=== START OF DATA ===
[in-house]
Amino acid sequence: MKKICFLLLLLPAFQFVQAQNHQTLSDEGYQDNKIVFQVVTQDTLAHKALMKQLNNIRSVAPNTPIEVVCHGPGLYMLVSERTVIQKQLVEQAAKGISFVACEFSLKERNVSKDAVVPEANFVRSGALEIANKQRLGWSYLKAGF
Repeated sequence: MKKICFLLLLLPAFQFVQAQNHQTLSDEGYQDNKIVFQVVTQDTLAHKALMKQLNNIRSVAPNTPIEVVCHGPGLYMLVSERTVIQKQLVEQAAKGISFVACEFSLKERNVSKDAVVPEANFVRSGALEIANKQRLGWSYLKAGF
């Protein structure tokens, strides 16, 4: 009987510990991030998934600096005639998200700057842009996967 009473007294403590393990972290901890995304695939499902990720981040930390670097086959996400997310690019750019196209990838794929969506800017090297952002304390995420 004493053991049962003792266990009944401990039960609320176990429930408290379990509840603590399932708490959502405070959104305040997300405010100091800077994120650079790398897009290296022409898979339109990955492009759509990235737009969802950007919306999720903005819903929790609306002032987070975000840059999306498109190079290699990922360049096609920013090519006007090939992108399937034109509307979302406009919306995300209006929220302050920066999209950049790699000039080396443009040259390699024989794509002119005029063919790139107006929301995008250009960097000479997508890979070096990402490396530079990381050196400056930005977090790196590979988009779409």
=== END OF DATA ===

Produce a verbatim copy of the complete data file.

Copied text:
[in-house]
Amino acid sequence: MKKICFLLLLLPAFQFVQAQNHQTLSDEGYQDNKIVFQVVTQDTLAHKALMKQLNNIRSVAPNTPIEVVCHGPGLYMLVSERTVIQKQLVEQAAKGISFVACEFSLKERNVSKDAVVPEANFVRSGALEIANKQRLGWSYLKAGF
Repeated sequence: MKKICFLLLLLPAFQFVQAQNHQTLSDEGYQDNKIVFQVVTQDTLAHKALMKQLNNIRSVAPNTPIEVVCHGPGLYMLVSERTVIQKQLVEQAAKGISFVACEFSLKERNVSKDAVVPEANFVRSGALEIANKQRLGWSYLKAGF
């Protein structure tokens, strides 16, 4: 009987510990991030998934600096005639998200700057842009996967 009473007294403590393990972290901890995304695939499902990720981040930390670097086959996400997310690019750019196209990838794929969506800017090297952002304390995420 004493053991049962003792266990009944401990039960609320176990429930408290379990509840603590399932708490959502405070959104305040997300405010100091800077994120650079790398897009290296022409898979339109990955492009759509990235737009969802950007919306999720903005819903929790609306002032987070975000840059999306498109190079290699990922360049096609920013090519006007090939992108399937034109509307979302406009919306995300209006929220302050920066999209950049790699000039080396443009040259390699024989794509002119005029063919790139107006929301995008250009960097000479997508890979070096990402490396530079990381050196400056930005977090790196590979988009779409």